We Have Band’s second album Ternion is a dark and foreboding exploration of distraction, unhappiness, lovelessness and disconnection – encapsulated by a consistently excellent mood. Brief enough to avoid falling into a rut, varied enough to avoid being ‘one note’, an enticing blend of metronomic post-punk, angular guitar and rolling grooves. No single member of the band acts as a focal point, working to their favour. As a result the trio find a bleak equilibrium.
In Dede Wegg-Prosser they have the perfect foil to the perfectly functional, unremarkable voice of her husband Thomas. He represents the gloomy, calculated ballast of the record; Dede instills a questioning, needling counterbalance, by turns harrying and taunting. Drummer Darren Bancroft’s vocals provide similar variety, though the cold funk he injects doesn’t have quite the same alchemical quality.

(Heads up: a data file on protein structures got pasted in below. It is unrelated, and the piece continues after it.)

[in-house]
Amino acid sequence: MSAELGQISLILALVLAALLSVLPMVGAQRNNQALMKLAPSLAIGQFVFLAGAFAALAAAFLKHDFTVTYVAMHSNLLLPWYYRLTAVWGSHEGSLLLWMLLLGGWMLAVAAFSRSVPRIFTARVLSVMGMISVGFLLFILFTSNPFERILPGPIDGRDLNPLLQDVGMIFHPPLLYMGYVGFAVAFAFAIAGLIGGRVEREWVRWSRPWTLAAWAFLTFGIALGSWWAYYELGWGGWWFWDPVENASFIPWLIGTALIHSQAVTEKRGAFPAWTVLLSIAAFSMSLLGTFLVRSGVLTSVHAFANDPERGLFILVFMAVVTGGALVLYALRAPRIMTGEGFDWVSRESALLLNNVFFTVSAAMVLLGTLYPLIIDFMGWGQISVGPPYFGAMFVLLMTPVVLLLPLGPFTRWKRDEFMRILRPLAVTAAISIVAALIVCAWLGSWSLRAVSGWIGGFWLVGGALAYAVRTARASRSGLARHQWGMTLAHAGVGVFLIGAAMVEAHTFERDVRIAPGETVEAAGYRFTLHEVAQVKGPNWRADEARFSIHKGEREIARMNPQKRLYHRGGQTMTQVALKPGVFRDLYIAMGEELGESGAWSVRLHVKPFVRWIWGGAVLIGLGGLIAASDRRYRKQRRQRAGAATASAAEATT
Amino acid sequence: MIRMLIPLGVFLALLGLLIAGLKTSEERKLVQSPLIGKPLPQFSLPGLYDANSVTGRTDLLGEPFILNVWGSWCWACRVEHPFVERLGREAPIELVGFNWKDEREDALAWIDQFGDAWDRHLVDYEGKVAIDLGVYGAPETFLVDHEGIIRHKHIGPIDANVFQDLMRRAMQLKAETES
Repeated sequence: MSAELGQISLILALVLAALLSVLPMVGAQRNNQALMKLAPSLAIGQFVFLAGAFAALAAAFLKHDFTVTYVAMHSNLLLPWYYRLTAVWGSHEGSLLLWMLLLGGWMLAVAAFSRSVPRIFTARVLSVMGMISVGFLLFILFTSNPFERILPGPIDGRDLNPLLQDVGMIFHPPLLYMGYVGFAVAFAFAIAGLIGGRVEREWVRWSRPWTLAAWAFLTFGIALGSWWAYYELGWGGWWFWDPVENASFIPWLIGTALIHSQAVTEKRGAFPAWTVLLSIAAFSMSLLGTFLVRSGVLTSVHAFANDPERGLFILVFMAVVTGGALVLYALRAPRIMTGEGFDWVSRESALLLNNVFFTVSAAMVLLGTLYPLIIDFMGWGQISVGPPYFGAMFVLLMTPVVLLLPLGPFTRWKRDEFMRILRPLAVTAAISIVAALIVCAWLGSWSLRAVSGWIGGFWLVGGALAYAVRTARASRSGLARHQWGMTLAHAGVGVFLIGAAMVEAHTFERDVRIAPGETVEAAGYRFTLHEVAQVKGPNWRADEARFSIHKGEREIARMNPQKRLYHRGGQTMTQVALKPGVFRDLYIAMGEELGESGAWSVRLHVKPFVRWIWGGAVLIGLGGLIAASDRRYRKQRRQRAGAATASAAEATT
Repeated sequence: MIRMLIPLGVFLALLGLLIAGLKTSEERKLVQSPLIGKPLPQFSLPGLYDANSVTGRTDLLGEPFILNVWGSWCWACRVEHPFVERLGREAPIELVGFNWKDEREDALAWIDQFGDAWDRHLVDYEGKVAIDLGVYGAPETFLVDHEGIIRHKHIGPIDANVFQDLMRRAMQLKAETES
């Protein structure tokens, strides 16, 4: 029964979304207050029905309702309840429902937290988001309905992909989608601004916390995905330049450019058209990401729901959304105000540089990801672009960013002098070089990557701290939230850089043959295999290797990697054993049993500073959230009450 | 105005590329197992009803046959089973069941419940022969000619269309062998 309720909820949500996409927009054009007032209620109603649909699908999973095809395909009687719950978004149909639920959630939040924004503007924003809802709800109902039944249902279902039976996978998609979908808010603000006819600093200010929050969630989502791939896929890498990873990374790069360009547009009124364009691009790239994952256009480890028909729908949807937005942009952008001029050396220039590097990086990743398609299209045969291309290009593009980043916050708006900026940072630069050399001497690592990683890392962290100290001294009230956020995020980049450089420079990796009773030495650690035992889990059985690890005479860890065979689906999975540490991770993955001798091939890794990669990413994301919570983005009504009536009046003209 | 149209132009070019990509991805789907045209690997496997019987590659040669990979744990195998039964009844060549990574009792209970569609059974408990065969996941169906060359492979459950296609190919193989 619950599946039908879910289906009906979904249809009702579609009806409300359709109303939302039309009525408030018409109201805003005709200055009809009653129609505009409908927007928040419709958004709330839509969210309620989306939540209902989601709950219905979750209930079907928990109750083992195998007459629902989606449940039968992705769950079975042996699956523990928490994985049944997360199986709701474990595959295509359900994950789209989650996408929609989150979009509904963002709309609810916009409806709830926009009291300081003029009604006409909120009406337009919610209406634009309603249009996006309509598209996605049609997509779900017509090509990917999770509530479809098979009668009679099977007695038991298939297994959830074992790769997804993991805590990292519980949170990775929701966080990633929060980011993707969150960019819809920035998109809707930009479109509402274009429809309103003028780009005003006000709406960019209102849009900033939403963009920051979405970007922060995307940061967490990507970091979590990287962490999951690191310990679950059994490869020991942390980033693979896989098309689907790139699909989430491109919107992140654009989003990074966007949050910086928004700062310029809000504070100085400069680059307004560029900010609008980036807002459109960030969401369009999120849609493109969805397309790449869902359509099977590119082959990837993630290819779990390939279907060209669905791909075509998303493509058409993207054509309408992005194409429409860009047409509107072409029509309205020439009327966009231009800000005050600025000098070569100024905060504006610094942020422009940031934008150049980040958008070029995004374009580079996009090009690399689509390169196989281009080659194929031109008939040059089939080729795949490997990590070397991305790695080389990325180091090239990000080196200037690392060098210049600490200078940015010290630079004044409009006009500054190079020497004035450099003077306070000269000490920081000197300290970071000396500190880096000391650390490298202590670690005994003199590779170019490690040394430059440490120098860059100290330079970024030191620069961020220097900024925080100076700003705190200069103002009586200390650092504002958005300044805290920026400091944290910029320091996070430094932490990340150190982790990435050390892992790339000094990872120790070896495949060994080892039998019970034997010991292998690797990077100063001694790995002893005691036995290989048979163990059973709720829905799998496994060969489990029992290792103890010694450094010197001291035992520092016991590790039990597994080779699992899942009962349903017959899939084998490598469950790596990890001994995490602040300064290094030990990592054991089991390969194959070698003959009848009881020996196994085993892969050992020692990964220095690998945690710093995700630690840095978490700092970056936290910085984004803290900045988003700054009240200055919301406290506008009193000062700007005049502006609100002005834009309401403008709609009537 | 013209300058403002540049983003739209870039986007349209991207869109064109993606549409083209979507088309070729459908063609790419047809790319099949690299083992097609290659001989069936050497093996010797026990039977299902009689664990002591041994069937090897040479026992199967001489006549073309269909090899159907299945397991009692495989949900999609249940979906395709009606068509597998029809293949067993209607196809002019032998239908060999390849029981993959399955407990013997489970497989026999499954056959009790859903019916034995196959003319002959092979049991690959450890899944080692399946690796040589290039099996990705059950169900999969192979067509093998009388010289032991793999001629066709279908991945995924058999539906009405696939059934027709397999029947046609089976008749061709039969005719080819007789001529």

Lyrically exploring love and alienation via ambiguously religious metaphor – the sacramental, visions of heaven – Dede’s vocal contributions provide more heft and dynamism as a more recognisable counterpoint to the male voices. In her, Ternion is elevated from competent gloom rock to an altogether more human nightmare.
‘Where Are Your People?’ is the standout choice for single, being the perfect confluence of the best elements of We Have Band’s sound. Its urgent energy, precisely fuzzed rhythms, delicate melodic interplay, harmonies and solo vocals combine to great effect. The same components can be heard to lesser effect across the rest of the album. Occasional missteps – ‘What’s Mine, What’s Yours’, and the inexplicably directionless final whimper of a track, ‘Pressure On’ – don’t derail an enjoyably dystopian record.
This post originally appeared on Wearsthetrousers on 27 February 2012. I gave it 7 out of 10.